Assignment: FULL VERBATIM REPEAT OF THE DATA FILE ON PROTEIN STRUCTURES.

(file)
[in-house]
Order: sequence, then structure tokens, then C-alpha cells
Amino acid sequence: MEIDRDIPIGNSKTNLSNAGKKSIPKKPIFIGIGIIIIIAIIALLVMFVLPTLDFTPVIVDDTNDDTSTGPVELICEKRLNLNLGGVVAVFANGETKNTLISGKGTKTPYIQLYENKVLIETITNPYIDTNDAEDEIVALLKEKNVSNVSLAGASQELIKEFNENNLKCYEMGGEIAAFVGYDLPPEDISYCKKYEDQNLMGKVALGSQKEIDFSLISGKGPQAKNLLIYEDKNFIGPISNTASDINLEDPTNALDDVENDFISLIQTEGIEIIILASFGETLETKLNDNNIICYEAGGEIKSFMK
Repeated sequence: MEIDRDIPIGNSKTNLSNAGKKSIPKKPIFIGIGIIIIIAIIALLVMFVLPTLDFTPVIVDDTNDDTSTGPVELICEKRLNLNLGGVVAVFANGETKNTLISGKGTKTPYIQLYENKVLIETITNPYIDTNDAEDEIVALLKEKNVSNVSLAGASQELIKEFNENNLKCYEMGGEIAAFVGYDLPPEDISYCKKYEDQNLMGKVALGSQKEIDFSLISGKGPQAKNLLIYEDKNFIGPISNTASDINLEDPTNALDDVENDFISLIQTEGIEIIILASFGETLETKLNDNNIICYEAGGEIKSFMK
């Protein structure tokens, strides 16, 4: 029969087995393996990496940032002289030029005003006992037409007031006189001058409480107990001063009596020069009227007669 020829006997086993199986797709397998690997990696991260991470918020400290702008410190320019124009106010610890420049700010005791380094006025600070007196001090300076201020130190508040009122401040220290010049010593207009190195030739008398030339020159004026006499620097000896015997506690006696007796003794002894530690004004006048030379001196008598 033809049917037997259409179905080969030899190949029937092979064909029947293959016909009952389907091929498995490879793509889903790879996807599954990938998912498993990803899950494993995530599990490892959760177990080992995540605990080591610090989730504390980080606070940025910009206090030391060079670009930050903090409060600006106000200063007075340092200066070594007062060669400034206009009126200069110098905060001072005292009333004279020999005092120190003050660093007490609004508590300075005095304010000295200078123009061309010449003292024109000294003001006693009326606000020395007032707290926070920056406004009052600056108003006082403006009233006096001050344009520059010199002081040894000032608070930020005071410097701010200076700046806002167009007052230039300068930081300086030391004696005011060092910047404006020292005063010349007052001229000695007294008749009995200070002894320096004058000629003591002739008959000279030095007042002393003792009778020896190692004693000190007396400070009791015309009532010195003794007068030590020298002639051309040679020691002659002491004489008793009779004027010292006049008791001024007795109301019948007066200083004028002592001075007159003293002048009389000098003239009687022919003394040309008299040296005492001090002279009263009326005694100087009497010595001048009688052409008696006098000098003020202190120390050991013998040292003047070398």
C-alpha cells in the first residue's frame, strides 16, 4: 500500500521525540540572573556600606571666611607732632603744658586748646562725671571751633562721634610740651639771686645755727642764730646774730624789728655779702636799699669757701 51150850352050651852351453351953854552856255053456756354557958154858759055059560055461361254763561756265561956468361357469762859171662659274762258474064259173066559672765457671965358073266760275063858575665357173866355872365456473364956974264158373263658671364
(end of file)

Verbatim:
[in-house]
Order: sequence, then structure tokens, then C-alpha cells
Amino acid sequence: MEIDRDIPIGNSKTNLSNAGKKSIPKKPIFIGIGIIIIIAIIALLVMFVLPTLDFTPVIVDDTNDDTSTGPVELICEKRLNLNLGGVVAVFANGETKNTLISGKGTKTPYIQLYENKVLIETITNPYIDTNDAEDEIVALLKEKNVSNVSLAGASQELIKEFNENNLKCYEMGGEIAAFVGYDLPPEDISYCKKYEDQNLMGKVALGSQKEIDFSLISGKGPQAKNLLIYEDKNFIGPISNTASDINLEDPTNALDDVENDFISLIQTEGIEIIILASFGETLETKLNDNNIICYEAGGEIKSFMK
Repeated sequence: MEIDRDIPIGNSKTNLSNAGKKSIPKKPIFIGIGIIIIIAIIALLVMFVLPTLDFTPVIVDDTNDDTSTGPVELICEKRLNLNLGGVVAVFANGETKNTLISGKGTKTPYIQLYENKVLIETITNPYIDTNDAEDEIVALLKEKNVSNVSLAGASQELIKEFNENNLKCYEMGGEIAAFVGYDLPPEDISYCKKYEDQNLMGKVALGSQKEIDFSLISGKGPQAKNLLIYEDKNFIGPISNTASDINLEDPTNALDDVENDFISLIQTEGIEIIILASFGETLETKLNDNNIICYEAGGEIKSFMK
């Protein structure tokens, strides 16, 4: 029969087995393996990496940032002289030029005003006992037409007031006189001058409480107990001063009596020069009227007669 020829006997086993199986797709397998690997990696991260991470918020400290702008410190320019124009106010610890420049700010005791380094006025600070007196001090300076201020130190508040009122401040220290010049010593207009190195030739008398030339020159004026006499620097000896015997506690006696007796003794002894530690004004006048030379001196008598 033809049917037997259409179905080969030899190949029937092979064909029947293959016909009952389907091929498995490879793509889903790879996807599954990938998912498993990803899950494993995530599990490892959760177990080992995540605990080591610090989730504390980080606070940025910009206090030391060079670009930050903090409060600006106000200063007075340092200066070594007062060669400034206009009126200069110098905060001072005292009333004279020999005092120190003050660093007490609004508590300075005095304010000295200078123009061309010449003292024109000294003001006693009326606000020395007032707290926070920056406004009052600056108003006082403006009233006096001050344009520059010199002081040894000032608070930020005071410097701010200076700046806002167009007052230039300068930081300086030391004696005011060092910047404006020292005063010349007052001229000695007294008749009995200070002894320096004058000629003591002739008959000279030095007042002393003792009778020896190692004693000190007396400070009791015309009532010195003794007068030590020298002639051309040679020691002659002491004489008793009779004027010292006049008791001024007795109301019948007066200083004028002592001075007159003293002048009389000098003239009687022919003394040309008299040296005492001090002279009263009326005694100087009497010595001048009688052409008696006098000098003020202190120390050991013998040292003047070398």
C-alpha cells in the first residue's frame, strides 16, 4: 500500500521525540540572573556600606571666611607732632603744658586748646562725671571751633562721634610740651639771686645755727642764730646774730624789728655779702636799699669757701 51150850352050651852351453351953854552856255053456756354557958154858759055059560055461361254763561756265561956468361357469762859171662659274762258474064259173066559672765457671965358073266760275063858575665357173866355872365456473364956974264158373263658671364